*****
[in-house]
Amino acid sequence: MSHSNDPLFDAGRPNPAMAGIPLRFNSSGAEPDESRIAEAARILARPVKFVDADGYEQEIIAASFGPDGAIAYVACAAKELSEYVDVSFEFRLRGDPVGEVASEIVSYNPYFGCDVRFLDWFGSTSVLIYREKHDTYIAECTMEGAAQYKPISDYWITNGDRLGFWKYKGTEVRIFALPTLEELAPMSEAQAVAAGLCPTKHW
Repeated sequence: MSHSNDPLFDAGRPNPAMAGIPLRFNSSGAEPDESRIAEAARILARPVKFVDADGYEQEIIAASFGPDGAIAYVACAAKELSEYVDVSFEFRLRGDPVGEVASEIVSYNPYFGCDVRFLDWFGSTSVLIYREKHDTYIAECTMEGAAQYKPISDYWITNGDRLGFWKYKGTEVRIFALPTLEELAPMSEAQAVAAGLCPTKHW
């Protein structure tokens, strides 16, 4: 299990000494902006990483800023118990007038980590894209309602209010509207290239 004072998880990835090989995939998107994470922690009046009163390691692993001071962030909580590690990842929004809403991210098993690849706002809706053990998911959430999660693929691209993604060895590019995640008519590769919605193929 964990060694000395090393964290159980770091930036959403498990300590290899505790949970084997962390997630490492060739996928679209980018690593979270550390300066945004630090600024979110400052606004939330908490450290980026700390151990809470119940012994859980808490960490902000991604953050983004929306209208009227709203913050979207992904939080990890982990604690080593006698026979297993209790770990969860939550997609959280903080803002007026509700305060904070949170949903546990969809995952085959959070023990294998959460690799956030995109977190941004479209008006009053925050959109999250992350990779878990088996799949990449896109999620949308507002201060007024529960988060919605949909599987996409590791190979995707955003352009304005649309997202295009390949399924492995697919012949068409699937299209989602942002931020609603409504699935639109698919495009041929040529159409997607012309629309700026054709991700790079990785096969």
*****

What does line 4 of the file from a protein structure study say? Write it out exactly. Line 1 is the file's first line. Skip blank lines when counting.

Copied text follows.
């Protein structure tokens, strides 16, 4: 299990000494902006990483800023118990007038980590894209309602209010509207290239 004072998880990835090989995939998107994470922690009046009163390691692993001071962030909580590690990842929004809403991210098993690849706002809706053990998911959430999660693929691209993604060895590019995640008519590769919605193929 964990060694000395090393964290159980770091930036959403498990300590290899505790949970084997962390997630490492060739996928679209980018690593979270550390300066945004630090600024979110400052606004939330908490450290980026700390151990809470119940012994859980808490960490902000991604953050983004929306209208009227709203913050979207992904939080990890982990604690080593006698026979297993209790770990969860939550997609959280903080803002007026509700305060904070949170949903546990969809995952085959959070023990294998959460690799956030995109977190941004479209008006009053925050959109999250992350990779878990088996799949990449896109999620949308507002201060007024529960988060919605949909599987996409590791190979995707955003352009304005649309997202295009390949399924492995697919012949068409699937299209989602942002931020609603409504699935639109698919495009041929040529159409997607012309629309700026054709991700790079990785096969």